the activation region effectively by still preserving sufficient
      surrounding brain regions for context is exceedingly important to
      neurologists and surgeons. We present novel interaction techniques
      for visualization of multimodal data to facilitate improved exploration
      and planning for neurosurgery. We extended the line widget from VTK
      to allow surgeons to control the shape of the region of the brain
      that they can visually crop away during exploration and surgery.
      We allow simple spherical, cubical, ellipsoidal and cylindrical (probe
      aligned cuts) for exploration purposes. In addition we integrate
      the cropping tool with the image-guided navigation system used for
      epilepsy neurosurgery. We are currently investigating the use of
      these new tools in surgical planning and based on further feedback
      from our neurosurgeons we will integrate them into the setup used
      for image-guided neurosurgery.},
      file = {:Joshi2008.pdf:PDF},
      issn = {1077-2626},
      keywords = {3D volume rendering;functional MRI;image guided neurosurgery;image-guided
      neurosurgery;magnetic resonance imaging;multimodal data visualization;neurosurgeons;neurosurgical
      planning;single photon emission computed tomography;stereotactic
      navigation;structural image modalities;data visualisation;medical
      computing;rendering (computer graphics);surgery;Computer Graphics;Computer
      Simulation;Humans;Imaging, Three-Dimensional;Models, Neurological;Stereotaxic
      Techniques;Surgery, Computer-Assisted;User-Computer Interface;},
      owner = {thomaskroes},
      timestamp = {2010.11.02}
    }
  • R. Kikinis, P. L. Gleason, T. M. Moriarty, M. R. Moore, E. Alexander III, P. E. Stieg, M. Matsumae, W. E. Lorensen, H. E. Cline, P. M. L. Black, and others, “Computer-assisted interactive three-dimensional planning for neurosurgical procedures,” Neurosurgery, vol. 38, iss. 4, p. 640, 1996.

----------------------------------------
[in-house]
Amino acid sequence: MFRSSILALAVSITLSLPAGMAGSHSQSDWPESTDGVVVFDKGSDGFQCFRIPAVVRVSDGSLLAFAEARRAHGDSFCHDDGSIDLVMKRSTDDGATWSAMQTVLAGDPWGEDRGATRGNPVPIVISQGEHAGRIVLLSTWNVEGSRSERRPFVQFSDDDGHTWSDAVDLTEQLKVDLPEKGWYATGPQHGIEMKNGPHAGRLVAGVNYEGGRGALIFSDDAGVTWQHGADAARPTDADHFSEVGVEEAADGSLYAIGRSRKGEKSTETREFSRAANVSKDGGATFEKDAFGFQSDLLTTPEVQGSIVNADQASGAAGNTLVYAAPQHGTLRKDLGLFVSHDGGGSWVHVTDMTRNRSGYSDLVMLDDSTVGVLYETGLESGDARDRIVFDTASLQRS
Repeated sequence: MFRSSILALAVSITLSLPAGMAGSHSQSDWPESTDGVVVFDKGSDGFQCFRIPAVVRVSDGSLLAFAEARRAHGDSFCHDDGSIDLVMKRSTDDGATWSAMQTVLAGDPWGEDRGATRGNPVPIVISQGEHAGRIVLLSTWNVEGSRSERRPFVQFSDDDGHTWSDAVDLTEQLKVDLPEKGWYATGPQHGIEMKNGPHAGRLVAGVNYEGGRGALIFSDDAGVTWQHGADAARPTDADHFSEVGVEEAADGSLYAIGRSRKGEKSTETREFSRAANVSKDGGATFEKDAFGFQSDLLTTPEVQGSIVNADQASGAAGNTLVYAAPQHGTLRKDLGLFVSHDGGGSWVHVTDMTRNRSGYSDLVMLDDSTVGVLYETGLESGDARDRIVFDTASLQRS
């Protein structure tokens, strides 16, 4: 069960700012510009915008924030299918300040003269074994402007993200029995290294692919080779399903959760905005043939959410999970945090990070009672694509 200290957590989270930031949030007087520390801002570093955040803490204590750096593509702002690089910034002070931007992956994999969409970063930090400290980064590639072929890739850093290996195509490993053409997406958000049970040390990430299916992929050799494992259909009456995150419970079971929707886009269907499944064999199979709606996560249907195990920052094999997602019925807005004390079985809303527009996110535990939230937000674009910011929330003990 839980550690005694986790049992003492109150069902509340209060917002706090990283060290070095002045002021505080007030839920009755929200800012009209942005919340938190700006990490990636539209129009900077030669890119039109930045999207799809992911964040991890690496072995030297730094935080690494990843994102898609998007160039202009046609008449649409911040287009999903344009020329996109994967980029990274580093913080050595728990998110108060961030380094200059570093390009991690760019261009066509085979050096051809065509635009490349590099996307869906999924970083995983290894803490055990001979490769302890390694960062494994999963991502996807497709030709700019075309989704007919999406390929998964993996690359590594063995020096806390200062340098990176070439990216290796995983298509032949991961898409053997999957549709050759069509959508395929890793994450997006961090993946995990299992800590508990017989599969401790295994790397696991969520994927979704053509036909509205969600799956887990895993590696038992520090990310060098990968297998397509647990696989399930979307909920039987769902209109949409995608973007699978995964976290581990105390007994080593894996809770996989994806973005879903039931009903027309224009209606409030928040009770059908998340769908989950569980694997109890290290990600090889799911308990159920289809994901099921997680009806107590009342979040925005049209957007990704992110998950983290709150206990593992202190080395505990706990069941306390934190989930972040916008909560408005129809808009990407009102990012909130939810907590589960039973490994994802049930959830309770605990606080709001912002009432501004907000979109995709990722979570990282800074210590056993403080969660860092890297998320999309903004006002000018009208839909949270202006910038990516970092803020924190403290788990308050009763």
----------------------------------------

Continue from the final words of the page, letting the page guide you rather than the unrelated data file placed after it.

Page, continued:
[Bibtex]
    @ARTICLE{Kikinis1996,
      author = {Kikinis, R. and Gleason, P.L. and Moriarty, T.M. and Moore, M.R.
      and Alexander III, E. and Stieg, P.E. and Matsumae, M. and Lorensen,
      W.E. and Cline, H.E. and Black, P.M.L. and others},
      title = {Computer-assisted interactive three-dimensional planning for neurosurgical
      procedures},
      journal = {Neurosurgery},
      year = {1996},
      volume = {38},
      pages = {640},
      number = {4},
      issn = {0148-396X},
      keywords = {APP, PLA, NES},
      owner = {Thomas},
      timestamp = {2011.02.03}
    }
  • R. A. Kockro, L. Serra, Y. Tseng-Tsai, C. Chan, S. Yih-Yian, C. Gim-Guan, E. Lee, L. Y. Hoe, N. Hern, and W. L. Nowinski, “Planning and simulation of neurosurgery in a virtual reality environment,” Neurosurgery, vol. 46, iss. 1, p. 118, 2000.
    [Bibtex]
    @ARTICLE{Kockro2000,
      author = {Kockro, R.A. and Serra, L. and Tseng-Tsai, Y. and Chan, C. and Yih-Yian,
      S. and Gim-Guan, C. and Lee, E. and Hoe, L.Y. and Hern, N. and Nowinski,
      W.L.},
      title = {Planning and simulation of neurosurgery in a virtual reality environment},
      journal = {Neurosurgery},
      year = {2000},
      volume = {46},
      pages = {118},
      number = {1},
      issn = {0148-396X},
      owner = {Th},
      timestamp = {2011.03.04}
    }
  • Y. Kosugi, E. Watanabe, J. Goto, T. Watanabe, S. Yoshimoto, K. Takakura, and J. Ikebe, “An articulated neurosurgical navigation system using MRI and CT images,” IEEE Transactions on Biomedical Engineering, vol. 35, iss. 2, pp. 147-152, 1988.
    [Bibtex]
    @ARTICLE{Kosugi1988,
      author = {Kosugi, Y. and Watanabe, E. and Goto, J. and Watanabe, T. and Yoshimoto,
      S. and Takakura, K. and Ikebe, J.},
      title = {An articulated neurosurgical navigation system using MRI and CT images},
      journal = {IEEE Transactions on Biomedical Engineering},
      year = {1988},
      volume = {35},
      pages = {147 - 152},
      number = {2},
      file = {Kosugi1988.pdf:Kosugi1988.pdf:PDF},